There aren’t too many top ten round picks that I completely whiff on, but I published nothing about OF Jaylen Ferguson on my site this past year. Asked about him recently and got back the following: “young, raw, promising.” Not particularly helpful considering how generic that is, but it’s all I’ve got.

C Chris Shaw and C Jerry McClanahan and C Stuart Levy and C Tank McSturdy (guess which one I made up) all shared in their struggles this summer as they got their first taste of pro ball. Of the trio, I was easily the highest on Shaw this spring…

I’m still holding out hope that we see Oklahoma JR C Chris Shaw get going on the big stage, especially after the tremendous power displays he put on after relatively slow starts the past two seasons in junior college. Truthfully, the question as to whether or not he’ll hit for power isn’t a debate; Shaw’s success or failure going forward will be determined by the adjustments in approach he is able to make. He’s always been a touch too aggressive for his own good, but his power could mask some of the deficiencies he’s shown at lower-levels. More experienced arms will keep exploiting the holes in his approach unless he makes some changes. The power alone still makes him a high follow, but much of the optimism I felt in January has eroded under the rocky shores of reality.

I’ll be honest: I’m not really holding out much hope any longer. Stranger things have happened, but it doesn’t look great for him right now. His disappointing (to me) year at Oklahoma combined with early pro struggles (not that I’d ever overreact to those…) concern me. His power made him worth a shot in the fifteenth round, but the approach really holds him back as a hitter. McClanahan looks like the org guy that he’s always been…

On the other end of the spectrum is the reliable yet unexciting profile of UC Irvine rSR C Jerry McClanahan. The veteran Anteater’s patient approach at the plate is my kind of prospect, but his lack of power and advanced age make him more organizational depth than future big league backup. Of course, the former can become the latter in certain cases, and there are all kinds of unseen advantages in bringing in quality workers like McClanahan to work with your minor league pitchers.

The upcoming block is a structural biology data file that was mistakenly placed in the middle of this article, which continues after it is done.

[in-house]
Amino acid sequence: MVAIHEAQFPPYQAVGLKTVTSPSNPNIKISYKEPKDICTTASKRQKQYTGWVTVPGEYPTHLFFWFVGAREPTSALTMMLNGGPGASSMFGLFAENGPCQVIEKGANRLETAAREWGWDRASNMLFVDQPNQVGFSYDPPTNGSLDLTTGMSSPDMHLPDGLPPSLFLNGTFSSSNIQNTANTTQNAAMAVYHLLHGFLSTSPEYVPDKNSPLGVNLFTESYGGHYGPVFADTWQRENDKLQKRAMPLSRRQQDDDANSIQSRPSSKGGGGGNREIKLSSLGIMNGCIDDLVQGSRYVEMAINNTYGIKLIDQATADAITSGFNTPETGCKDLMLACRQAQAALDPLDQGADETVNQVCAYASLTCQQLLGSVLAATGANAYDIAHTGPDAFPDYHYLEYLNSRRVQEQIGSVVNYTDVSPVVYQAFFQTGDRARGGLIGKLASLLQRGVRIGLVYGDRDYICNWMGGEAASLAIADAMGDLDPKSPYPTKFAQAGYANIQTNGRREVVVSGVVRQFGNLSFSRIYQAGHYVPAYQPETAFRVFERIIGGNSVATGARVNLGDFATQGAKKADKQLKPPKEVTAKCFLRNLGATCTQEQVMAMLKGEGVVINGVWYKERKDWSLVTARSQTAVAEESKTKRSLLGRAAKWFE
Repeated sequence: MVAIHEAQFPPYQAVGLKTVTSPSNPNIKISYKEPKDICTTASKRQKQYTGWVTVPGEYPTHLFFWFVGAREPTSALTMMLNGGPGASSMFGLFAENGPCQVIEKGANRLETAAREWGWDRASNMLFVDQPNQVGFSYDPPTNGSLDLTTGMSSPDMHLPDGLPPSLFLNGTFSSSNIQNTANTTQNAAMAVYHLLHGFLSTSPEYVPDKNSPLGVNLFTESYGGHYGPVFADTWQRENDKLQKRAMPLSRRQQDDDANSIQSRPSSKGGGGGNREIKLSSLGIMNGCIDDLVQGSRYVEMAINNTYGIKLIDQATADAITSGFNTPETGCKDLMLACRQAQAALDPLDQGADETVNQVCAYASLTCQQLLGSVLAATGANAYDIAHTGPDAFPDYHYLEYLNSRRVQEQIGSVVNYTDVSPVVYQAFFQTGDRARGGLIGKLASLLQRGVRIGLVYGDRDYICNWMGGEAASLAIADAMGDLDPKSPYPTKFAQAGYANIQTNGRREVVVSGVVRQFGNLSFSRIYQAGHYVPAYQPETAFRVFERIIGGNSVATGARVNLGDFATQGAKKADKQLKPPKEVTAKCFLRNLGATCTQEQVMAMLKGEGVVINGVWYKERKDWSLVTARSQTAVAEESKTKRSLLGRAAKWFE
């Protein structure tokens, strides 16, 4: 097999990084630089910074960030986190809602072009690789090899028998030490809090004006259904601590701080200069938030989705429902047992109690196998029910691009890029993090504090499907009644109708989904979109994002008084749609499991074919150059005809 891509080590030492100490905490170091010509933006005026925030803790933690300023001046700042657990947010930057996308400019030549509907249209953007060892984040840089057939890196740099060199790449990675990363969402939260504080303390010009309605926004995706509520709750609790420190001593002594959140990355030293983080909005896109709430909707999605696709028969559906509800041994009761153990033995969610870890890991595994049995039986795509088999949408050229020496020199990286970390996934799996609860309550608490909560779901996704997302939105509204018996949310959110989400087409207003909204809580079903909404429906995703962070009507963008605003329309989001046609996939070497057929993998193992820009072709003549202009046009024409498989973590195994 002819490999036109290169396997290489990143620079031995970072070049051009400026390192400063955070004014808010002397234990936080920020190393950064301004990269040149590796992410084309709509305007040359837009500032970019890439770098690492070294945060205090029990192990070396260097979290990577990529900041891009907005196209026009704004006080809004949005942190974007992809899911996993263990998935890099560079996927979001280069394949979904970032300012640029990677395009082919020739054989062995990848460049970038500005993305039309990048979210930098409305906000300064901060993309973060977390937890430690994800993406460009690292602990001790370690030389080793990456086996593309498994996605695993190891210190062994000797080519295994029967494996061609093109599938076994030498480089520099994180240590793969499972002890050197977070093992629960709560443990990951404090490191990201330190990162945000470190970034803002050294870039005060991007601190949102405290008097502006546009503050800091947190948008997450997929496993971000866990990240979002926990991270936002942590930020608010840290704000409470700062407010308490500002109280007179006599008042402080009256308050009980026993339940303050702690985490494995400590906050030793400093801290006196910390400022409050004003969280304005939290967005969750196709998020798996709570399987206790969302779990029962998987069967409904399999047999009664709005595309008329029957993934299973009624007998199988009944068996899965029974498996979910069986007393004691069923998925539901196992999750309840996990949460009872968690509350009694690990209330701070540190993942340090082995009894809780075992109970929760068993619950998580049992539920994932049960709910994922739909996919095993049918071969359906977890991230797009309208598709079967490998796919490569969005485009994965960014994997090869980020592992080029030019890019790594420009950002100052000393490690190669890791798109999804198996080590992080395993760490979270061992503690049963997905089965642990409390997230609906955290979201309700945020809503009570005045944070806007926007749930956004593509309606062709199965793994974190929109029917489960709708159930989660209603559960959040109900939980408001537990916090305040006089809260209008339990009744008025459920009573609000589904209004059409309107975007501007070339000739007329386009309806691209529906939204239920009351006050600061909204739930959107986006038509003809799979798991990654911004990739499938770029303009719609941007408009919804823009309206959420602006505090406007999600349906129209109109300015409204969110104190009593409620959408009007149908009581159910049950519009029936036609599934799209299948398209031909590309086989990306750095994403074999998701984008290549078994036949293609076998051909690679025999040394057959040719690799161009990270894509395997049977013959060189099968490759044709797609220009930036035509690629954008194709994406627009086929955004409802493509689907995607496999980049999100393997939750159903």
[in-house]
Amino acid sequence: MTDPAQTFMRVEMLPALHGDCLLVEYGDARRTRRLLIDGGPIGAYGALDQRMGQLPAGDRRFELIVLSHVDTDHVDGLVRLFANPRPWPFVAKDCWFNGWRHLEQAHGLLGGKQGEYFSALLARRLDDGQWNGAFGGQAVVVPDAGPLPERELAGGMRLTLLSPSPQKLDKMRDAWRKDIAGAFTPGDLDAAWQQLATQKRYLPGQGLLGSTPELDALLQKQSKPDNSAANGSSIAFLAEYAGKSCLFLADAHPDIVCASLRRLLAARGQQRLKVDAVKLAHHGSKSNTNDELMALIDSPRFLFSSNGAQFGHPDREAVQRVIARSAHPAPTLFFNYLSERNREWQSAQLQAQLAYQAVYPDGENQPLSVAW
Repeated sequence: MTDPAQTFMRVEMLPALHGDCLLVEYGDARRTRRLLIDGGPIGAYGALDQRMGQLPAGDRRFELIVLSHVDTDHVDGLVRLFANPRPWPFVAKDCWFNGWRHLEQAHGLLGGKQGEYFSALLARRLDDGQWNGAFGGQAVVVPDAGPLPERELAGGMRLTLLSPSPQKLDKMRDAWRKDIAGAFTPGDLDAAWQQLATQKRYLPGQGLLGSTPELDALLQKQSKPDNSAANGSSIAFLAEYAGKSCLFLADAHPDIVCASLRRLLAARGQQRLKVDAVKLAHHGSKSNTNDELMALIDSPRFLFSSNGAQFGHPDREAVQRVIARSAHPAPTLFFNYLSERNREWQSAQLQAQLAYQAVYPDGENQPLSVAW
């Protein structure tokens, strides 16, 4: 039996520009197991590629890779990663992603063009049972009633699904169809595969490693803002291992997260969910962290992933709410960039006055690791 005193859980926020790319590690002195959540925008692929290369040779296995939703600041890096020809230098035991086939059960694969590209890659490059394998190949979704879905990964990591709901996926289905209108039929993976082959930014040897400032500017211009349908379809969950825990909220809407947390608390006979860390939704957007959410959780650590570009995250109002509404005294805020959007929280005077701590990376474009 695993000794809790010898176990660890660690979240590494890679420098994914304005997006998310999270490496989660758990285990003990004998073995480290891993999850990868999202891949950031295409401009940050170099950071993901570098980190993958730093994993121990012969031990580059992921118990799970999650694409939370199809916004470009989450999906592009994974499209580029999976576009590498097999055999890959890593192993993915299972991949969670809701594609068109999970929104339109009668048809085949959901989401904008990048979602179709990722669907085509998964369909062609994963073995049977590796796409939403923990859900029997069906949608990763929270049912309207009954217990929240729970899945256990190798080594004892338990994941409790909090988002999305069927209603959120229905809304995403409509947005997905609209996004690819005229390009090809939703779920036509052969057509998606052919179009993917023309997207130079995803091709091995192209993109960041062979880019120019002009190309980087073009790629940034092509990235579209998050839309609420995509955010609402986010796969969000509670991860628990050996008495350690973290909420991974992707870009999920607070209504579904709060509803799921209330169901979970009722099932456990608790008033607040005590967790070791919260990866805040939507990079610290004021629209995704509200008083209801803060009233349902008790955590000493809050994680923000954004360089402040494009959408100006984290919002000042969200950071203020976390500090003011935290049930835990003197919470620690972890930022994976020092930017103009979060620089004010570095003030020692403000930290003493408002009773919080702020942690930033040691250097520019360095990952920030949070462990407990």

1B Steve Laurino hit a bit at Marist and could do a little bit of hitting in the pros. 2B Drew Turbin had a big senior-sign type of season (.349/.490/.521), so I’m cool with taking a shot on him in the fourteenth even though he’s almost certainly locked in at second base. SS Branden Becker is intriguing as a surprise sign who flashes a little bit of pop and a whole lot of defensive versatility. 3B Kirvin Moesquit gives you that same kind of defensive flexibility with similar upside with the stick and a massively underrated name. As you can read right here —> UT Frank Crinella was announced as a utility guy on draft day, but played mostly third base with a little second mixed in during his solid debut as a pro.

I grouped this top-ten round prospects, then the rest of the pitchers, and then the rest of the hitters. That means I really shouldn’t close with a pitcher, but I’m a rebel bad boy who breaks all the rules. I mean, sometimes you just have to follow your heart, you know? The world really needs more exposure on this: Baltimore drafted a guy named Christian Turnipseed from Georgia Gwinnett College in the 28th round (pick 853) this year. Turnipseed didn’t allow a single run in 28.1 professional innings in his debut! Only 11 hits allowed with 30 strikeouts and 7 walks! That’s after a final college season where opponents hit just .100 off of him (12 hits in 36 innings!). He struck 15 batters per nine with an ERA of 1.50. And his name is Christian Turnipseed! I vow in writing here to buy myself a shirsey and then ten more for charity if/when such a glorious garment exists.

Big South 2015 MLB Draft All-Prospect Team

High Point SR C Spencer Angelis